An urgent appeal is launched to help the internationally important nature reserve and education centre at Kingcombe
Following the 30th anniversary of Dorset Wildlife Trust’s (DWT) Kingcombe Meadows Nature Reserve and Kingcombe Centre this May, an urgent appeal to raise £45,000 has been launched, to ensure this internationally important wildlife haven and educational facility can thrive for the next 30 years.
Last week HRH Prince of Wales visited the 180-ha nature reserve. He spent some time at the Lady’s Mead meadow where its seed-rich green hay is being used to restore and create other meadows in Dorset and the UK, as part of the Coronation Meadows initiative* launched in 2013.
The nature reserve urgently needs to replace several kilometres of fencing, re-lay a number of hedges and replace old field gates and water troughs to support its grazing programme for the outstanding flower-rich grassland. Dorset Wildlife Trust are also looking to secure funds to create an innovative outdoor educational space, wildlife exploration zone for families and a boardwalk pavilion by the River Hooke.
We need to maintain the grassland meadows and achieve more for wildlife
DWT Stockperson and farm manager, Ashlea Kirk said, “To keep the nature reserve and farm running, a large infrastructure needs to be maintained, and with many environmental funding streams under threat or disappearing it is ever more challenging to secure the income needed to maintain our conservation work. Raising money through this appeal is vital so that we can maintain the unspoilt grassland meadows at Kingcombe, but where possible strive to achieve even more gains for wildlife.”
DWT’s West Dorset Living Landscapes Manager, Sam Hamer said, “With the money raised we also need to make improvements to public access and interpretation to bolster our engagement and educational activities at the Kingcombe Centre. The new facilities will create a special place for the public and in particular families to enjoy and learn about nature. Sadly, we can’t continue do this without the generous help of our members and supporters.”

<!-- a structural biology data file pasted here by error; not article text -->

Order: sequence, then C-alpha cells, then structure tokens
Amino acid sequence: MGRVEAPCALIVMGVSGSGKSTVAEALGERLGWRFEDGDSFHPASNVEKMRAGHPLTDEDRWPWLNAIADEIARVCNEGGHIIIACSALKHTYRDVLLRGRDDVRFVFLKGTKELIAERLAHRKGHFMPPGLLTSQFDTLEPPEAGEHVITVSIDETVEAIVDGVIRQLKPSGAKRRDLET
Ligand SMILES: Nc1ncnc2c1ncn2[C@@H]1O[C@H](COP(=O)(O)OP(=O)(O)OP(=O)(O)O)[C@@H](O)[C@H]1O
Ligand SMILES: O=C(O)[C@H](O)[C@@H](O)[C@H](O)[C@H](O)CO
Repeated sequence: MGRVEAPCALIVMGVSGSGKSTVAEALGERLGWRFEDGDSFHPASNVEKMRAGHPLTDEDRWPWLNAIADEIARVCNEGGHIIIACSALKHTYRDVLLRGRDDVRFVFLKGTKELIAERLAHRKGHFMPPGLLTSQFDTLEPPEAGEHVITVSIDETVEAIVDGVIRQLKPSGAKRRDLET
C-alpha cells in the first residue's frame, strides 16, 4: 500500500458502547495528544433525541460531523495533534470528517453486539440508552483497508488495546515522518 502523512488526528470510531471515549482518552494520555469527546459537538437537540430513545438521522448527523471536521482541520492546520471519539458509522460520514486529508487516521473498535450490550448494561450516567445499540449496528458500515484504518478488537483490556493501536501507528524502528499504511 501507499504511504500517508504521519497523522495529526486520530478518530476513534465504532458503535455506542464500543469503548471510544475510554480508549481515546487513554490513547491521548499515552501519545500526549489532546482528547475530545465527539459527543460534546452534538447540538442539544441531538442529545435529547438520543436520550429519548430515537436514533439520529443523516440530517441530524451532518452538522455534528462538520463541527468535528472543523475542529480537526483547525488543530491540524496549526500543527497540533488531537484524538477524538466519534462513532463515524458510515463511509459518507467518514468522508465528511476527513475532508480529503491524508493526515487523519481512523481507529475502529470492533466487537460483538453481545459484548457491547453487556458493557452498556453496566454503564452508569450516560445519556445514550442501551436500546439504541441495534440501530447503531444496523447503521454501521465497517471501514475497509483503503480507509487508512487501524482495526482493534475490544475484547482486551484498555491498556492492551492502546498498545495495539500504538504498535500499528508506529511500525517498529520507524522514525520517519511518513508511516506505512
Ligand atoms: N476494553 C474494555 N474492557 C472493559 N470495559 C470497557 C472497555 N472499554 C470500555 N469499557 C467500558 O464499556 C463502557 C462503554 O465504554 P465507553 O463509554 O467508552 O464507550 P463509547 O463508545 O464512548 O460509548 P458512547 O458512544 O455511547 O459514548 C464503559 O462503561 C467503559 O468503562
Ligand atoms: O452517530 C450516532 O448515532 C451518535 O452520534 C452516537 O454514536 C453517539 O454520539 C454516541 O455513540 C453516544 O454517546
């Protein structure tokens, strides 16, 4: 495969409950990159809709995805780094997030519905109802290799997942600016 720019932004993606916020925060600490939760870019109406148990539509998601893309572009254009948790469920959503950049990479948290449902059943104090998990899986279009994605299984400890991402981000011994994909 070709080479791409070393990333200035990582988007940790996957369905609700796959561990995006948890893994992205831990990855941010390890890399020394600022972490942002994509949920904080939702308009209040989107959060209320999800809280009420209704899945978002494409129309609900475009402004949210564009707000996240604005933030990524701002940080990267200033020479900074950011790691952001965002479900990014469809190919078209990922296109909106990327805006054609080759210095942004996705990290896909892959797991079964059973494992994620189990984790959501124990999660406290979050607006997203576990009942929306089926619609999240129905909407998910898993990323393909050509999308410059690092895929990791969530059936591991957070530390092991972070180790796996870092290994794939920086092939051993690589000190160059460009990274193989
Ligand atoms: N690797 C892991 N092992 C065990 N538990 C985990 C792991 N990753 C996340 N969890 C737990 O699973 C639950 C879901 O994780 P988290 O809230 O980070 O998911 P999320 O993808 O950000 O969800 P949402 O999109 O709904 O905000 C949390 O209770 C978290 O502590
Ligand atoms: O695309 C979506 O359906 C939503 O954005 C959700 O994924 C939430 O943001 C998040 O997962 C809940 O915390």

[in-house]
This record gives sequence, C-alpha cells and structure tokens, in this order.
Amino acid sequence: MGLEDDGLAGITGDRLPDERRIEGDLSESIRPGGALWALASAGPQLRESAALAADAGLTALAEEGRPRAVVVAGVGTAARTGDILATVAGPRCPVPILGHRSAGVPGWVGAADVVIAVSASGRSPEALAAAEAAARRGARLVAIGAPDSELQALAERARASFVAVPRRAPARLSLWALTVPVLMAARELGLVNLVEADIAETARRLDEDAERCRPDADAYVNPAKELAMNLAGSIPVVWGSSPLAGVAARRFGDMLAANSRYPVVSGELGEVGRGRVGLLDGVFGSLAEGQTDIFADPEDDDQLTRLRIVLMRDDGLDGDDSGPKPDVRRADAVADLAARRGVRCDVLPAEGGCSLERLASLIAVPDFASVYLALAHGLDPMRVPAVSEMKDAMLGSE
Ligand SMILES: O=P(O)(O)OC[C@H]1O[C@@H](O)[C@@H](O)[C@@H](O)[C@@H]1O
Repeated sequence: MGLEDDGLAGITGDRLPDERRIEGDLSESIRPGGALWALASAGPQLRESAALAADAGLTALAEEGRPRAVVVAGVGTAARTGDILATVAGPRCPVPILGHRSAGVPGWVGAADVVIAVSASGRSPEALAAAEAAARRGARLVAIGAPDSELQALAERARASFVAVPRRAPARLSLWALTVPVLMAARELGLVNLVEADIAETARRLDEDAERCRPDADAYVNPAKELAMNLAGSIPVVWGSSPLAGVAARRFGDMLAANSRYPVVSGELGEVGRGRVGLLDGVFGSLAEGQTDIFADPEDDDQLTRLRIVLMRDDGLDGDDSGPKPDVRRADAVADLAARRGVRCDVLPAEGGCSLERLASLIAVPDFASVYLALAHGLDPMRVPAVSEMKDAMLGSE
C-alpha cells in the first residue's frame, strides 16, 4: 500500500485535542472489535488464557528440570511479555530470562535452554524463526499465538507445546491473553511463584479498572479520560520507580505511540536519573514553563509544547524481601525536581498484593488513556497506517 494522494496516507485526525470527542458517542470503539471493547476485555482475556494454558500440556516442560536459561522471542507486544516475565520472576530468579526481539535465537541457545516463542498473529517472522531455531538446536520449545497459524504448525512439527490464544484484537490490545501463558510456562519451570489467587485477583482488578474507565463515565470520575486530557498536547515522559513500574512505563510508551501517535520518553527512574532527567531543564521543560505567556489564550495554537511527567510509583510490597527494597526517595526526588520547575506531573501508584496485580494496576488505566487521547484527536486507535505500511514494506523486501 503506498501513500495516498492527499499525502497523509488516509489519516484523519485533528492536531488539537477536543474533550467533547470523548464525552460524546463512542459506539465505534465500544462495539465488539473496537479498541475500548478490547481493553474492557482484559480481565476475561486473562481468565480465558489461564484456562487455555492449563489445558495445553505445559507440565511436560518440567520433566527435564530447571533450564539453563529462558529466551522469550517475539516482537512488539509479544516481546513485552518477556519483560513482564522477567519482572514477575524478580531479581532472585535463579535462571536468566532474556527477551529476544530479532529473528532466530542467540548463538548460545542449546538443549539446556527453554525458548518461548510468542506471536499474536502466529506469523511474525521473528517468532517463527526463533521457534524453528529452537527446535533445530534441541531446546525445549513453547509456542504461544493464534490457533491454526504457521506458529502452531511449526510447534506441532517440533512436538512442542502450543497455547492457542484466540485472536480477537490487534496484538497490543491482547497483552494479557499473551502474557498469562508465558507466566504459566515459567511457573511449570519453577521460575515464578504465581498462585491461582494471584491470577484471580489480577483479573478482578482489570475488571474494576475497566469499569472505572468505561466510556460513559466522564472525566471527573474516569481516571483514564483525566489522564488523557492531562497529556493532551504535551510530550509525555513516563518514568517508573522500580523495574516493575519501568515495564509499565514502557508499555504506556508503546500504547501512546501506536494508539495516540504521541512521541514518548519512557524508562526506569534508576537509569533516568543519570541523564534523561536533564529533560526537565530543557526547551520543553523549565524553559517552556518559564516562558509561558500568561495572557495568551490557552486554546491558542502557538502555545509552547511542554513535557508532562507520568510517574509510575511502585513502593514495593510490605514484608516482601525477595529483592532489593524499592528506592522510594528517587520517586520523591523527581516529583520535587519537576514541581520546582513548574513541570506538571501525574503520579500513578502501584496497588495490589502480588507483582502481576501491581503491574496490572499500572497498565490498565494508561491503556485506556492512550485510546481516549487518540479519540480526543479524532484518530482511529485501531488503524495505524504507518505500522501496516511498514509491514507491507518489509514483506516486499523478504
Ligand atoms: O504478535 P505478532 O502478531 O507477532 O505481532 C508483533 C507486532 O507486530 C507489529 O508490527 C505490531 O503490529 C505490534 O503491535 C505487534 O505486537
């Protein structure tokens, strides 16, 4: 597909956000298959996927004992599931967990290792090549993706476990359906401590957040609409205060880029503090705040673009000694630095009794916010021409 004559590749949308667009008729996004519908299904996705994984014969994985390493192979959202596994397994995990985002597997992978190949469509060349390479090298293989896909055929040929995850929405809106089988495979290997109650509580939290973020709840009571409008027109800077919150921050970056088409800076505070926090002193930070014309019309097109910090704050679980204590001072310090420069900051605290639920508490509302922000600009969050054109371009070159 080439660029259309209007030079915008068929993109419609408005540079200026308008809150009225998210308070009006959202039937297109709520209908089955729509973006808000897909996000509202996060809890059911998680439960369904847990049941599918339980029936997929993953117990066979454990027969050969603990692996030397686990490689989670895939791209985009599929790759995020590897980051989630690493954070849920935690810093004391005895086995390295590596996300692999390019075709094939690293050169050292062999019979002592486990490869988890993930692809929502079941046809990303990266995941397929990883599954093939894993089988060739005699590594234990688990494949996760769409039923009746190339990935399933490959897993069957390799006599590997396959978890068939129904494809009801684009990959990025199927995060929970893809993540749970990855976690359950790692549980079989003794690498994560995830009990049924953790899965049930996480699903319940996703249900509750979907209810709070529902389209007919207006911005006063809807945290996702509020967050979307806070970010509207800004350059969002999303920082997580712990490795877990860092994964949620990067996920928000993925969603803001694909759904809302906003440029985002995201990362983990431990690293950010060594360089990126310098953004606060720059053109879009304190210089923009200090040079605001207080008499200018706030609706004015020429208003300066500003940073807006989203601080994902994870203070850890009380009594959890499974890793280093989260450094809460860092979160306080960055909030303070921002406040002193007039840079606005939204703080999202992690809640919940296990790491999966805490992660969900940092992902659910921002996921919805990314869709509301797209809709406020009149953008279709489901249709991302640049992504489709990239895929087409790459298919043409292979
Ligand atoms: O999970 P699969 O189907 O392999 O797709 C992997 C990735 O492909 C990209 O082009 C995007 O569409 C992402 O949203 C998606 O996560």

Please come and visit us!
Visit the Kingcombe Centre and pick up a guided trail to see the wildflower meadows at their very best this time of year. Visit www.kingcombe.org to find out how to get there. The Centre is in Toller Porcorum, Dorchester, DT2 0EQ.
Over the May bank holiday weekend the Kingcombe Centre will welcome 9 members of the Society of Wildlife Artists as part of a new project to create art work inspired by Kingcombe Meadows. Some of the artists are exhibiting their work at the centre, which is for sale from Saturday 27th – Monday 29th May.
To donate to the Kingcombe Appeal online click here, or phone 01305 264620.
Notes to Editor
*The Coronation Meadows initiative was launched in 2013 to celebrate the 60th Anniversary of the Queen’s Coronation, and aimed to create and restore new wildflower meadows across the UK using seed from 60 ‘donor’ sites, including Lady’s Mead at Kingcombe Meadows Nature Reserve.
For more information please contact Sally Welbourn at Dorset Wildlife Trust on 01305 264620.
Working for a secure future for Dorset’s wildlife enriching the quality of life
Dorset Wildlife Trust works to champion wildlife and natural places, to engage and inspire people and to promote sustainable living. Founded in 1961, DWT is now the largest voluntary nature conservation organisation in Dorset, with over 26,500 members and over 40 nature reserves. Most are open daily and there are visitor centres providing a wealth of wildlife information at Brooklands Farm, Lorton Meadows, Kingcombe Meadows and Brownsea Island Nature Reserves, The Purbeck Marine Wildlife Reserve and the Urban Wildlife Centre at Upton Heath Nature Reserve. DWT plays a key role in dealing with local environmental issues and leads the way in establishing the practices of sustainable development and engaging new audiences in conservation, particularly in the urban areas.